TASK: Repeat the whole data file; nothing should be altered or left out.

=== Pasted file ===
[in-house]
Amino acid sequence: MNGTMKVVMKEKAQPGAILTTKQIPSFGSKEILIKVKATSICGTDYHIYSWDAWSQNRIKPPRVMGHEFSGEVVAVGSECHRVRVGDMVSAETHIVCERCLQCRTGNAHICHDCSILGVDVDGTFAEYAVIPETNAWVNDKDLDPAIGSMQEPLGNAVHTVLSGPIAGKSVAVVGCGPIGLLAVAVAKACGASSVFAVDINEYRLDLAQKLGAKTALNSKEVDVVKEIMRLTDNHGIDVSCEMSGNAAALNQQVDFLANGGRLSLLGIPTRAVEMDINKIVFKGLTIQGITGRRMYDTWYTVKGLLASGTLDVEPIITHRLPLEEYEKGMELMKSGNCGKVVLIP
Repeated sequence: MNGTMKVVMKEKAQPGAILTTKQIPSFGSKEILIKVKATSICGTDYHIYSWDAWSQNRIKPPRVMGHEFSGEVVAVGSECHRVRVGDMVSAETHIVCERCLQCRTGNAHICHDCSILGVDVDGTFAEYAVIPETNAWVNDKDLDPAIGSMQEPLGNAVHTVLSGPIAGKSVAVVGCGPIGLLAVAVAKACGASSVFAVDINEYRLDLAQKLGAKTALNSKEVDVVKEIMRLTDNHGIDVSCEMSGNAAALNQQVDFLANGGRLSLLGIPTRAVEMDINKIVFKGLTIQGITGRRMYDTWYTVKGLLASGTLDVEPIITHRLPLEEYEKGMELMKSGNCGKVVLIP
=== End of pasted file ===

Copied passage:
[in-house]
Amino acid sequence: MNGTMKVVMKEKAQPGAILTTKQIPSFGSKEILIKVKATSICGTDYHIYSWDAWSQNRIKPPRVMGHEFSGEVVAVGSECHRVRVGDMVSAETHIVCERCLQCRTGNAHICHDCSILGVDVDGTFAEYAVIPETNAWVNDKDLDPAIGSMQEPLGNAVHTVLSGPIAGKSVAVVGCGPIGLLAVAVAKACGASSVFAVDINEYRLDLAQKLGAKTALNSKEVDVVKEIMRLTDNHGIDVSCEMSGNAAALNQQVDFLANGGRLSLLGIPTRAVEMDINKIVFKGLTIQGITGRRMYDTWYTVKGLLASGTLDVEPIITHRLPLEEYEKGMELMKSGNCGKVVLIP
Repeated sequence: MNGTMKVVMKEKAQPGAILTTKQIPSFGSKEILIKVKATSICGTDYHIYSWDAWSQNRIKPPRVMGHEFSGEVVAVGSECHRVRVGDMVSAETHIVCERCLQCRTGNAHICHDCSILGVDVDGTFAEYAVIPETNAWVNDKDLDPAIGSMQEPLGNAVHTVLSGPIAGKSVAVVGCGPIGLLAVAVAKACGASSVFAVDINEYRLDLAQKLGAKTALNSKEVDVVKEIMRLTDNHGIDVSCEMSGNAAALNQQVDFLANGGRLSLLGIPTRAVEMDINKIVFKGLTIQGITGRRMYDTWYTVKGLLASGTLDVEPIITHRLPLEEYEKGMELMKSGNCGKVVLIP